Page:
You Are The Mom Your Kids Need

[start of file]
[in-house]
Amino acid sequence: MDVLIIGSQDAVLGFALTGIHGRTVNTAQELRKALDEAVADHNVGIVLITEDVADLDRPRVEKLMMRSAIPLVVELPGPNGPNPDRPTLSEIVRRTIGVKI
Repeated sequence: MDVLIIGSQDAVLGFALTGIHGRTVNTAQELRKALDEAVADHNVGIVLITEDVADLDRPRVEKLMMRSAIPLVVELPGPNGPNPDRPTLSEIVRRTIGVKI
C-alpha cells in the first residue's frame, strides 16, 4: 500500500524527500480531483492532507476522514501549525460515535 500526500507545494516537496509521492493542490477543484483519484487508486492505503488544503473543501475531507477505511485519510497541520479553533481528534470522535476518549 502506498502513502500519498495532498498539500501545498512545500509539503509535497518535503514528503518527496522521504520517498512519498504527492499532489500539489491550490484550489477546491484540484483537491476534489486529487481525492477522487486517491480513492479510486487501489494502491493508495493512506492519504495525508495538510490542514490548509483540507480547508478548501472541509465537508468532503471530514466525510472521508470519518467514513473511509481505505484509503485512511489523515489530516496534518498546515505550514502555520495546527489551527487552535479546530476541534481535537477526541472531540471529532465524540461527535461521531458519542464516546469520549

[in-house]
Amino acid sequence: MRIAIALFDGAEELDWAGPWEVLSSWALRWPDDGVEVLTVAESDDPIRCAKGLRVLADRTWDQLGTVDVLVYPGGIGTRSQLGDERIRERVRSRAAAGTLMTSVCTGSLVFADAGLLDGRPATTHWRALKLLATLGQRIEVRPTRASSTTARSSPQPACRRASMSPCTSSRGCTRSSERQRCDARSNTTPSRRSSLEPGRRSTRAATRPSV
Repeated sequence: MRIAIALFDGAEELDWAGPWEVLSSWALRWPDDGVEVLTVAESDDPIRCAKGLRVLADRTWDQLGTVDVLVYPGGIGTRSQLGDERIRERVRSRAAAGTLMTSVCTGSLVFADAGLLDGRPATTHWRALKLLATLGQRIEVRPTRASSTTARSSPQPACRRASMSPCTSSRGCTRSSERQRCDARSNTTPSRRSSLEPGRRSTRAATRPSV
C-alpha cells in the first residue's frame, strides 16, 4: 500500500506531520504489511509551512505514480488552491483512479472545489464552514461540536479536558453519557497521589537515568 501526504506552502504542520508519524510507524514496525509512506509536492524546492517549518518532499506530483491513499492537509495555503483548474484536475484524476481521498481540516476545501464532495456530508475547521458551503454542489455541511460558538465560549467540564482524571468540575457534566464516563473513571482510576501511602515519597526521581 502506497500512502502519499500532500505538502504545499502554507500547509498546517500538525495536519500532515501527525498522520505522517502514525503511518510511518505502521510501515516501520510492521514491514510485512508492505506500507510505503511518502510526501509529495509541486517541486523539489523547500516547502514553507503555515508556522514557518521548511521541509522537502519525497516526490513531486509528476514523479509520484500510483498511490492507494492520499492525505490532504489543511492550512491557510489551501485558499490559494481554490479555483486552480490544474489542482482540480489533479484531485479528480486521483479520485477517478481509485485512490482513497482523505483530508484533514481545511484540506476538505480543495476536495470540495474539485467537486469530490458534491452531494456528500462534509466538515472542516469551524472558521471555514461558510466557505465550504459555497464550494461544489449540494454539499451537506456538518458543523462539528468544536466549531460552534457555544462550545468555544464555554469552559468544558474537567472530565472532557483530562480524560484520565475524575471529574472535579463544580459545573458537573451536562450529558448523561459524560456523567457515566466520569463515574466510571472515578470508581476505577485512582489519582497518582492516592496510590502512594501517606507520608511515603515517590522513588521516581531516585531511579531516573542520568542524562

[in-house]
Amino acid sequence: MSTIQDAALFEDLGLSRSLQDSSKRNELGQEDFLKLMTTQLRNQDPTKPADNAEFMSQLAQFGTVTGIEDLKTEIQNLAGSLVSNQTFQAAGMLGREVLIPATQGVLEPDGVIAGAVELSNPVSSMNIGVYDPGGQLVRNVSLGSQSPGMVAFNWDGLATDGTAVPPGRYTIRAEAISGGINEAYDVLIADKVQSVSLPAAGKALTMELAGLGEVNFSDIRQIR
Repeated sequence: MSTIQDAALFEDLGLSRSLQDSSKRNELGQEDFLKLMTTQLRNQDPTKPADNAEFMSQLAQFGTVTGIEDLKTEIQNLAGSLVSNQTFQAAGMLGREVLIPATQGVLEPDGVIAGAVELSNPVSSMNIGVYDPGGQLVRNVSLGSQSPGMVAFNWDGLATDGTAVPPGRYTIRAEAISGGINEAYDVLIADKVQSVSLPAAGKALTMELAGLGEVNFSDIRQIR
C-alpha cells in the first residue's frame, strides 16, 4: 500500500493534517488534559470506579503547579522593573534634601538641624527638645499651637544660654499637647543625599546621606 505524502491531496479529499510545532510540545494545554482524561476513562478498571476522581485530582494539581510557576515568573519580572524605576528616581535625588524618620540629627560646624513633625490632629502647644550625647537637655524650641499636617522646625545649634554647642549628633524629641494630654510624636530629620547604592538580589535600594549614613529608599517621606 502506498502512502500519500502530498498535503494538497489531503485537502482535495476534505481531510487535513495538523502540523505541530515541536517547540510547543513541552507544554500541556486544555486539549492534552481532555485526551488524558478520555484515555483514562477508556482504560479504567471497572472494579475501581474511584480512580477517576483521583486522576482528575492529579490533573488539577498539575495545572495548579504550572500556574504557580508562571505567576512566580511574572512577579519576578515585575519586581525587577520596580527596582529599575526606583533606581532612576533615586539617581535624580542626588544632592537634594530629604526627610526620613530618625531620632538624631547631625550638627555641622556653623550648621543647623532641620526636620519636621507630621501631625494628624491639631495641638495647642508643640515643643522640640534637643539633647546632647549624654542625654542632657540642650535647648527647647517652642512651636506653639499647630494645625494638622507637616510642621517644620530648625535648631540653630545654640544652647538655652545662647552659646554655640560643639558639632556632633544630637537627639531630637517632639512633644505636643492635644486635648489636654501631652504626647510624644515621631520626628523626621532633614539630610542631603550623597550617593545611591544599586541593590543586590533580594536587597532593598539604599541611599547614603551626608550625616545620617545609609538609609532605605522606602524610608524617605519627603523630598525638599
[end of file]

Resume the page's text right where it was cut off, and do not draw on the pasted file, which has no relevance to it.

That morning I knew without a doubt that I was the worst mom in the world. I did something I never thought I was capable of doing. The day I did that awful, horrible deed, I had six children, eight and under, including twin toddlers, whom I was trying unsuccessfully to potty train. I was also expecting my seventh child. Officially homeschooling two young girls seemed easy when compared to teaching and training four toddlers. Clearly, I was outnumbered by these little munchkins. Order dramatically decreases the more tots you have. Besides trying to potty train my twins, I was also working on naptime for the twosome. Having seven young kids in one house meant these two busy jibber-jabberers had to share a room. And I desperately needed them to stay put in their beds for just an hour or two each day, which would give me a little time to work with my two school-age girls without constant interruptions and distractions. While most toddlers across America were taking naps, my supercharged twins’ energy could have lit every bulb in the house if only we could have harnessed it. Since they clearly weren’t going to sleep, I hoped Winnie-the-Pooh and Piglet, too, as I affectionately called my larger and smaller twins, would at least stay in their bunny ballerina toddler beds and play quietly with their terrycloth babies. These itty bitty dolls, which I had embroidered with each of their names, were constantly with my girls wherever they went, much like a security blanket. Neither these dolls nor any amount of books or quiet toys seemed to keep them preoccupied. Day after day they got out of bed, dragged out all their toys, danced around the room, and regularly sneaked out to venture through the house. Our school room was upstairs on the second floor, so if they were really quiet, they could canvass the entire first floor without my knowing. After several weeks of their shenanigans, I had reached my limit. That was when I committed the awful, terrible deed. One afternoon, after hearing giggles and bumping around from their bedroom below, I was so frustrated with Winnie-the-Pooh and Piglet, too, that I marched right down to their room, burst open the door, grabbed their beloved itty bittys and yelled, “That’s it! You’re never going to see these again!” I then took their terry cloth dolls in the bathroom, pulled my hair-trimming scissors out of the drawer, and cut off the dollies’ arms and legs and threw the heap of body parts in the trash! One brief, satisfying moment later, however, I was suddenly overcome with guilt and anguish. “Oh, Lord, what have I done? How could I get so angry? They’re just toddlers. Yes, they know better. Yes, they’re disobeying me, but I have no right to let that kind of anger fill my heart. Please forgive me, Lord!” Returning to their room and hearing their tiny wails, I scooped them up in my arms and cried with them. “I’m sorry. Mommy’s so sorry,” I whispered, as I wiped their tears away. Yes, we prayed together, and yes, they forgave me, but it took me several years before I was able to get out from under that hundred pound blanket of guilt. Sadly, there were other times I became convinced once again that I was the worst mom for my kids. I would do something rash, like the time I got exasperated with my oldest. She is a faithful, loving girl who was a gentle, peacemaker in our home, but who moved through chores at a snail’s pace. Frustrated at finding the laundry room empty with the clean laundry piled up and unfolded again, I discovered on top of the dryer my daughter’s little spiral storybook journal. She had filled this small notebook with dozens of make-believe family sketches, complete with names, descriptions, and drawings of every member. It was from this reference book she wove her delightfully imaginary tales. I inferred my daughter hadn’t done her chores because she got distracted by her own storytelling again, and I blamed her lack of faithfulness on that little book. Letting my frustration get the better of me, I decided to solve the problem by just getting rid of the journal. Out of sight, out of mind I thought. I was so very wrong. When she found out I had thrown it away, she became very quiet. I saw the hurt and pain on her face and it broke my heart. In my pride, I tried to dismiss the book’s significance to her, but the Holy Spirit deeply convicted me. I confessed how wrong of me it was to throw away her book. I should have just gone and talked to her quietly about how her being so easily distracted had tempted me to become impatient. Could I not certainly come alongside her, help her to focus, and show more forbearance in the process? It was hard to believe she could forgive me, but she did. Your story might not look anything like mine, but I’ve talked to enough homeschooling moms to know that many of us struggle with feeling like our children would be better off with a different mom. We usually don’t have any problem seeing our imperfections as mothers. I remember these two incidents like they happened yesterday. When our shortcomings and sins flash before our minds like old reruns, however, that’s when it can be the hardest for us to remember the good that we have done for our children. For example, the late nights we listened to teens pour out their hearts, the hours spent helping that number-challenged child with her math, the sleep we’ve lost praying for wisdom for ourselves, and the well-being and safety of our kids. The enemy of our souls would like our minds to be so filled with our weaknesses and failures that we become paralyzed or discouraged. The truth we need to embrace if we are going to fight the lie that our kids would be better off with that-perfect-homeschooling-mom-whose-name-just-popped-into-your-head, is that God made us. He made us just the way we are, long before we ever had children, knowing in His wisdom they would need us, foibles and all.